They are trying.

In headline after headline, media outlets have been pushing the message that the raging violence across the Middle East in the past week and continuing to erupt in new places is due to a ‘video,’ a virtually unknown, small and stupid little 14 minute trailer that’s been out since June or July and almost nobody saw. But everybody’s heard about now. We’re expected to believe the serious street demonstrations and violent eruptions around the world that spread even to Europe are because people have seen this thing. It requires ‘the willing suspension of disbelief’, as now Sec. Hilary Clinton once famously opined about another turbulent time.

Sen. Hillary Clinton (D-N.Y.), frontrunner for the Democratic presidential nomination in 2008, opened her questioning of Petraeus and Crocker with the standard “I honor you for your service.” And then she let the two of them have it.

“You have been made the de facto spokesmen for what many of us believe to be a failed policy” in Iraq, Clinton said. “Despite what I view is your rather extraordinary efforts in your testimony both yesterday and today, I think that the reports that you provide to us really require a willing suspension of disbelief.”

And now the shoe’s on the other foot, as her State Department is reporting the outburst of violence in Libya that killed the US Ambassador and others was from a spontaneous demonstration and not a planned and organized attack. In the face of evidence to the contrary. (Note: Link was broken at last check)

At first blush, it appears Libyan and Obama administration officials are offering two completely different accounts. The Libyans, including the Libyan president, say the attack was pre-planned. The Obama administration says it was spontaneous. Both sides are sticking to their version of events…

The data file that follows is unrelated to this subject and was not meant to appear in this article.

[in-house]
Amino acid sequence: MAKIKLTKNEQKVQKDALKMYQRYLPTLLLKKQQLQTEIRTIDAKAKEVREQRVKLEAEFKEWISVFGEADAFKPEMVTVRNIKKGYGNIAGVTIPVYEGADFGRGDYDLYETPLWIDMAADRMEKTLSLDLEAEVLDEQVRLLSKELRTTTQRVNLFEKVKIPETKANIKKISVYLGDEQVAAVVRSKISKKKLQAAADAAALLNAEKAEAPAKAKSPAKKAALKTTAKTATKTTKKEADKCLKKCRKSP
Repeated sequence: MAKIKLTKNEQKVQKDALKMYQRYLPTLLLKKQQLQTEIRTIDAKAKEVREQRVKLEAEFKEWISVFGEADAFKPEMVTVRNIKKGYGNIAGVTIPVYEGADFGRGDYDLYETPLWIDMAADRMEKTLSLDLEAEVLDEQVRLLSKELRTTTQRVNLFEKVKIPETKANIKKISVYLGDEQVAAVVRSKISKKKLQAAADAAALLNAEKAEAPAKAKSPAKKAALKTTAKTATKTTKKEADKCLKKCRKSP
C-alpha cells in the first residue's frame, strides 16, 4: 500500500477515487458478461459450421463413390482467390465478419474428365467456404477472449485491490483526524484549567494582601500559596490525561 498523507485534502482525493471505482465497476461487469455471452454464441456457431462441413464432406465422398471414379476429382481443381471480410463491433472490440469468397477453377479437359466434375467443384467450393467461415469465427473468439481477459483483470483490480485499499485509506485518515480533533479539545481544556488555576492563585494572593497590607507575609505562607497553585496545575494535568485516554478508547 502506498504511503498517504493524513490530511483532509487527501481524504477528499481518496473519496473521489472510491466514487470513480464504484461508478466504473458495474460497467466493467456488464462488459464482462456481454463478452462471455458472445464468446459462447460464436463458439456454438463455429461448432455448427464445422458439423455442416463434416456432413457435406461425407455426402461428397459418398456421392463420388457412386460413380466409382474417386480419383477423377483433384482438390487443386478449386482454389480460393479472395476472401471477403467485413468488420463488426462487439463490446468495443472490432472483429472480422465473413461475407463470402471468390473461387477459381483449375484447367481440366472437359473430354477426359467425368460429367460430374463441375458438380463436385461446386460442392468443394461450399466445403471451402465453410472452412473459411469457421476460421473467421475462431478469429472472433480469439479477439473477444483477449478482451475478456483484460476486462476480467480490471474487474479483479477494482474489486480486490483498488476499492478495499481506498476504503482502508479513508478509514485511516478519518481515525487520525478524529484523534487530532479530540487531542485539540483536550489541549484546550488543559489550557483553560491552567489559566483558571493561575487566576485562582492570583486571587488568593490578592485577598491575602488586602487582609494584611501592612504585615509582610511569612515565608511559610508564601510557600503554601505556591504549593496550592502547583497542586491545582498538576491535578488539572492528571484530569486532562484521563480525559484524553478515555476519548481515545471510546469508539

Fox News was told that the assault on the consulate came without warning, and, to strengthen the view that it was pre-meditated, the assault included RPGs and mortars — including at least one round that hit the consulate roof.

There were two waves to the assault, Fox News was told. According to the intelligence source, in the first wave, the attackers were heard to say “we got him” — a reference to Ambassador Chris Stevens, who was killed in the attack. Word spread, the attackers regrouped and the second wave went after the motorcade and support personnel.

The account relayed by the intelligence source on the ground in Libya is consistent with statements by the Libyan president that the attack was pre-mediated and the work of foreign fighters, which is code for Islamist extremists, including the Al Qaeda affiliate in North Africa. It is also consistent with an interview by McClatchy Newspapers with a purported Libyan security guard who was injured in the assault. The guard said the consulate area was quiet and “there wasn’t a single ant outside” until dozens of armed men descended on the compound. 

These accounts stand in contrast to some statements made by Ambassador Rice on the Sunday talk shows. In several separate appearances, Rice said the assault on the U.S. Consulate began as an ongoing demonstration that spiraled out of control.

On “Fox News Sunday,” she said: “The best information and the best assessment we have today is that in fact this was not a preplanned, premeditated attack, that what happened initially was that it was a spontaneous reaction to what had just transpired in Cairo as a consequence of the video.

And that has been the media meme all along. In spite of reports in the early going that it was a coordinated strike timed on the anniversary of 9/11, forewarned days before.

A senior administration official told Fox News they are exhaustively investigating every angle of the attack in Benghazi, and an earlier assault on the U.S. Embassy in Cairo, Egypt, and there are early signs the Benghazi assault may have been planned. The official cautioned, though, that the administration has not jumped to any conclusions about what happened, saying it would be “premature” to do so.

But current and former U.S. lawmakers, and others, claimed Wednesday that the attack looked like a coordinated strike.

“Absolutely, I have no doubt about it. It was a coordinated, military-style, commando-type raid,” House Intelligence Committee Chairman Mike Rogers told Fox News. Based on his own briefings, Rogers said “military movements” were involved.